Written by Imani Wj Wright
As most of us may already know, crafting and mastering a skill takes a lot of time, hard work and dedication. Over three different periods in my life, I have had the opportunity to delve into the book “Outliers,” written by author Malcolm Gladwell. In this book, I read about the theory of the “10,000-Hour Rule,” which has stuck with me since I was 10 years old. Gladwell writes that if you practice a craft for 20 hours a week over a time span of 10 years, you will become a master at that skill.
However, I have come to realize that you don't always have to be on task to be on task. In Part IV of this series, I want to focus on how using other mediums of art can influence, inspire and enhance whatever your current art form may be. By that I mean I don't always have to use music as my only resource to becoming a better musician. My father has always told me, “You don't have to eat hair to grow hair.”
Having several visual artists in my circle, I've have been able to engage in many conversations in relation to the use of light— lighting in photography, film and even paintings. The trend that seemed to be consistent in these conversations was how one can convey a mood or message by the choice of lighting. Being a musician, I obviously don’t use light as a tool for setting the mood in a song but I have started to mold my sound by specific choice of timbre, tone and color in my voice. I am no longer just singing to “sound good,” I am now creating a more dense and complex sound, styled more dynamically than before.
Muammar Muhammad, a guitarist with a hub based in Baltimore has performed in New York, San Francisco, Florida, Denver and Chicago over these last few months. I caught up with him recently to ask if and how he uses other mediums of art to influence or propel his music.
“As a musician, my ultimate goal is to venture into world music. As the name implies, I wanna subject myself to various cultures and traditions around the world centered around music, Muhammad said. “I am a huge anime fan, and if it’s one thing I learned from anime, it would be the way their culture is always on front display. I learned about Japanese religion, their political system, their educational system, the food, their entertainment, and of course their music. A lot of the music played throughout anime is heavily western-based with heavy rock instrumentation. Not only that, but they also combine western music with their own traditional music to fuse what is known as J-pop or J-rock. I have been watching and listening to anime and the various soundtracks from them for well over a decade. It’s safe to say that it has been a major influence in the way that I create my own music.”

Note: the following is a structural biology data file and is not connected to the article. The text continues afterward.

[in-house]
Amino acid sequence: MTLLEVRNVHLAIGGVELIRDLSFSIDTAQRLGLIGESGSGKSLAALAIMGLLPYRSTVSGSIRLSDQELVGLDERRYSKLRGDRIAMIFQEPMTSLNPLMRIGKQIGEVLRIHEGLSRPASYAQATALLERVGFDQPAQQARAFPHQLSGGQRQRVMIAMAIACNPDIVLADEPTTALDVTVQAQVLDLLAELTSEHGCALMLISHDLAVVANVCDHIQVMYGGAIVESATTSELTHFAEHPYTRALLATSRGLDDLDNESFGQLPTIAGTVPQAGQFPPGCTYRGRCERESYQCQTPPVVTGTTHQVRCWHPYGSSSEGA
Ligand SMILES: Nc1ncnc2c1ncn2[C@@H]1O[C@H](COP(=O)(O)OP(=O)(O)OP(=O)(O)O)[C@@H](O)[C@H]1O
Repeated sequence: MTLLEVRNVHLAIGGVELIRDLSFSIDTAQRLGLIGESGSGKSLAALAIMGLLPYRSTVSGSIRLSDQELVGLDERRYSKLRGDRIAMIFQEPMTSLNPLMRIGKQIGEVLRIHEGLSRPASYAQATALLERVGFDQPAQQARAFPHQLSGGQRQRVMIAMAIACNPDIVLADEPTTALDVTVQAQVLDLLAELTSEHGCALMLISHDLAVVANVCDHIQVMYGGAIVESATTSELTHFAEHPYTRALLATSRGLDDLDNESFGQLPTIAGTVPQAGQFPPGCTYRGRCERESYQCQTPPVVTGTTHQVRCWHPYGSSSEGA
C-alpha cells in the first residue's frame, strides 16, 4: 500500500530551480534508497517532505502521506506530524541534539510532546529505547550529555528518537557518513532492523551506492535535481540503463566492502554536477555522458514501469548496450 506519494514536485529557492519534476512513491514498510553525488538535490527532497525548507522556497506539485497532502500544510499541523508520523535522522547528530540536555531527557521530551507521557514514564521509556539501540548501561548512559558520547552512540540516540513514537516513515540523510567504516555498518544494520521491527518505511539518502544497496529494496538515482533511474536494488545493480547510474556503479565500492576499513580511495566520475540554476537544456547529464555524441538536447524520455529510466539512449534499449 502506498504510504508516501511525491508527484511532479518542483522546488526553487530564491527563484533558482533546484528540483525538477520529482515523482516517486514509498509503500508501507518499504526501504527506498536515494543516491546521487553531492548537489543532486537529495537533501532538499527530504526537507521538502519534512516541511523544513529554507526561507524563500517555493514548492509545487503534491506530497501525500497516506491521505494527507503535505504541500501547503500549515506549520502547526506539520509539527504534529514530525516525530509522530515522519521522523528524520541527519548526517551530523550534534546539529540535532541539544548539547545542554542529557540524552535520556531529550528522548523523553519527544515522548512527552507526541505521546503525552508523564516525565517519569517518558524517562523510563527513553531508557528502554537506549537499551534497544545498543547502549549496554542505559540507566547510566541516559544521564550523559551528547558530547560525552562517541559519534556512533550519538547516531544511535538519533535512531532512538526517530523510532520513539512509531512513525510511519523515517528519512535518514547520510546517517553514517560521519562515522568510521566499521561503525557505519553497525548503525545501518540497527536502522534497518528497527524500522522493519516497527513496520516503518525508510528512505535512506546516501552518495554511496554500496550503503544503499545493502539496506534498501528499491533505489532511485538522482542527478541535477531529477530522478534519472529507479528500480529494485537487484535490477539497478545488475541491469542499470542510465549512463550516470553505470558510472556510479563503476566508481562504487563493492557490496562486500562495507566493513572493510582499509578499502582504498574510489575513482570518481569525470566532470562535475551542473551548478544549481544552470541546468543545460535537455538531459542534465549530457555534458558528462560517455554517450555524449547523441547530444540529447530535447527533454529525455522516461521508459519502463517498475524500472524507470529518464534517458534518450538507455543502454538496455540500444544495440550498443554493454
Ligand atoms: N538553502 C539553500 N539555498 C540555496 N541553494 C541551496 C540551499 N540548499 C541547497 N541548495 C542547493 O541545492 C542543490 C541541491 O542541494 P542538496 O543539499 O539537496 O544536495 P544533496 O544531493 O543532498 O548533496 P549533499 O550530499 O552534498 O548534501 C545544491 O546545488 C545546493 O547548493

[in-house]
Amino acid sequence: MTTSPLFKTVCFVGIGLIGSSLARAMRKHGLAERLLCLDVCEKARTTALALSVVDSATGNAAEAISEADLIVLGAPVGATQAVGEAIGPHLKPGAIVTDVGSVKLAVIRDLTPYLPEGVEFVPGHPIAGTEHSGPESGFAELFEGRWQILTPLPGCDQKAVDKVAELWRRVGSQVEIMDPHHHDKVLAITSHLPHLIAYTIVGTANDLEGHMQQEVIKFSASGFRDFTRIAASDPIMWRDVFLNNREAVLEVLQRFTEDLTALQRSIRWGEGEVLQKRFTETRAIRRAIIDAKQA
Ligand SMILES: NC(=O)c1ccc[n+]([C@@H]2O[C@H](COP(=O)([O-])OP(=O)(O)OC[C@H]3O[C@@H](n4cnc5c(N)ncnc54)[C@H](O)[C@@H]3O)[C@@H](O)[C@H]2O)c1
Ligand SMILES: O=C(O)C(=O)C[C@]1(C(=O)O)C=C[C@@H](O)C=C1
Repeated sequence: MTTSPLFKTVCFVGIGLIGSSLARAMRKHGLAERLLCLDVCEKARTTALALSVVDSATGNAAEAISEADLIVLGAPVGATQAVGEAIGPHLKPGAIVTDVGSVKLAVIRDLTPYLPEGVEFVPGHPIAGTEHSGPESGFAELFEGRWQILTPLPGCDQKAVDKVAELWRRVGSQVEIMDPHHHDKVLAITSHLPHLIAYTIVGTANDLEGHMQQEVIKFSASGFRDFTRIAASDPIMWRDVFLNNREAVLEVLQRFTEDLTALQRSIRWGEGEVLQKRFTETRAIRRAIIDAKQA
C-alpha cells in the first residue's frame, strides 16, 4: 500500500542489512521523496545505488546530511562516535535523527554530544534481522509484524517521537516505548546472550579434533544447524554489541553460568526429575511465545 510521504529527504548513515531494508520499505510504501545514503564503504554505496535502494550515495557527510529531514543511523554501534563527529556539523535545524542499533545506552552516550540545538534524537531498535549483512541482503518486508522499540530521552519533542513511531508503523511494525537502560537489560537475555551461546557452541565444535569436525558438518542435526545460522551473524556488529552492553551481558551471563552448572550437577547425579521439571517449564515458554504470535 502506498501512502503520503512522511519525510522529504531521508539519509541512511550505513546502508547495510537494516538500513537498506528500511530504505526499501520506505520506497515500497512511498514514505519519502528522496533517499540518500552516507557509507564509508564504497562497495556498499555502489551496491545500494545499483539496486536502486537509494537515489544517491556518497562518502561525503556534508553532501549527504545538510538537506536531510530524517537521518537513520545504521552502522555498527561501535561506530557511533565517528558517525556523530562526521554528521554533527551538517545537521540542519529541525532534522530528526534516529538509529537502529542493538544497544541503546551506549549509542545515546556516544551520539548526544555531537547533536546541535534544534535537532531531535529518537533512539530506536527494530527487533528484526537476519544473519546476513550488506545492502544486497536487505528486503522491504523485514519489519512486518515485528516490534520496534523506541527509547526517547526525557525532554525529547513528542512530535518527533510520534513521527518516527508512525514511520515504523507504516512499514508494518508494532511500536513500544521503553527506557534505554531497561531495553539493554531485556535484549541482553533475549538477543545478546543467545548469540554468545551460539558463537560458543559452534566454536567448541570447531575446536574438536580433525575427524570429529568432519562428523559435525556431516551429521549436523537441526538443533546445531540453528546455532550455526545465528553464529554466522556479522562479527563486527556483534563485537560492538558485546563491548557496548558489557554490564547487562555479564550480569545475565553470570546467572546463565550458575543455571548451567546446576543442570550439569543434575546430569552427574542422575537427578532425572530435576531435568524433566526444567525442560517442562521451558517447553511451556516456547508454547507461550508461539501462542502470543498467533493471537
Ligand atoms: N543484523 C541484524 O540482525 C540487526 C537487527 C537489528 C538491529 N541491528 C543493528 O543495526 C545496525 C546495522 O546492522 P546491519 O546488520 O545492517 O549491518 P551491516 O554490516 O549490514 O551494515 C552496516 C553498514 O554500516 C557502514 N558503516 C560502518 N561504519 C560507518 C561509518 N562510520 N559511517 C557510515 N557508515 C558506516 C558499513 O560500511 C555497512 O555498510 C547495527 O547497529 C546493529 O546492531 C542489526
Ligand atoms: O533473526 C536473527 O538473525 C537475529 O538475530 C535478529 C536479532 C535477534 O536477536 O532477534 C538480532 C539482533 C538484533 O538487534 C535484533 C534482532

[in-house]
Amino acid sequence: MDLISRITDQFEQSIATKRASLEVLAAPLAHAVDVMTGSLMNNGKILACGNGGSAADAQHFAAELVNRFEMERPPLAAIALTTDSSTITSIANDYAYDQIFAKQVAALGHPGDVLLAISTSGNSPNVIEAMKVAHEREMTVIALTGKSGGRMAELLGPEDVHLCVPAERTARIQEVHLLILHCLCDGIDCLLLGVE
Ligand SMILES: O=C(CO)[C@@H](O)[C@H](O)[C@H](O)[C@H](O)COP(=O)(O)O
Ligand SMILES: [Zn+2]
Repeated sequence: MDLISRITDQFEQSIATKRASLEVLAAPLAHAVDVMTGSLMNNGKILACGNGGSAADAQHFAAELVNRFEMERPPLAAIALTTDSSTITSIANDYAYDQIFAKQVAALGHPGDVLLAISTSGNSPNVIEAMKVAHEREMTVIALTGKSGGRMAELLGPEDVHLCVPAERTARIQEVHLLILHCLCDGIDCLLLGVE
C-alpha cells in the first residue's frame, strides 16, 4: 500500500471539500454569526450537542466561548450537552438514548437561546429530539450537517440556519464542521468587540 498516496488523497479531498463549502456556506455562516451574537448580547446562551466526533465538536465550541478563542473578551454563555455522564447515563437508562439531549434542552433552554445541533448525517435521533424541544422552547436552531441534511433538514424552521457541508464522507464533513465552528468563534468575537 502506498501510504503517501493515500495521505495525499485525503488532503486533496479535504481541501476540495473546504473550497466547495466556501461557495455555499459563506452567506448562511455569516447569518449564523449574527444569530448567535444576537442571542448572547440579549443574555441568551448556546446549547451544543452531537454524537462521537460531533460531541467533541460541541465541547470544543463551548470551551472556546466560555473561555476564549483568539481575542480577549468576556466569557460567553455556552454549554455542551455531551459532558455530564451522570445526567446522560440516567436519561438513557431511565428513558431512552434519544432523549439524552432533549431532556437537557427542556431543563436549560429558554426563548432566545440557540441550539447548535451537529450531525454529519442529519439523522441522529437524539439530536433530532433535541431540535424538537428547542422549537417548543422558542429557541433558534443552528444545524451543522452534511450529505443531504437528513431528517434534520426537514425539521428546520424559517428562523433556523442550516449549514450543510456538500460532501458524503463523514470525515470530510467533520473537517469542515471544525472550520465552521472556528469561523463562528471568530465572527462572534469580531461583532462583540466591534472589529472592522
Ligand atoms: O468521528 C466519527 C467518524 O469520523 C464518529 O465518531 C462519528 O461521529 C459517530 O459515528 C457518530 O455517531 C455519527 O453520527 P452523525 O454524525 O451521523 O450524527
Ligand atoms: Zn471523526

This exposure to other forms of art isn't just important to musicians. I had an opportunity to catch up m.ello, a talented poet on tour in St. Petersburg, Florida, a few months ago. I asked her a very similar question to the one I asked Muhammad because I wanted to know how other art forms influenced her. This is what she had to say about the way music influences her poetry:
“Poetry and music are both about feeling something— anything. When I write, I write out of that internal movement, that same heavy feeling of a song, starting low, then ending with crescendo. There have been times where I hear the same chorus over and over in my head and I start singing it low in the kitchen, for example. Those words become a thread that finds it’s way gently from my heart, winding through my arms until it reaches the tips of my fingertips, electric. This is where I find a pen. This is where I scribble the lines until it becomes different, the shadow of a song. My heart, the generator will take the notes and flip them into poetry.”
So artists out there, the next time you see a movie, check out a painting or listen to song, do it with a purpose.
Follow Muammar Muhammad on Instagram @mim0630 and m.ello @by_m.ello
In the meantime... Stay Virtuous. Stay Idealistic. Stay Progressive.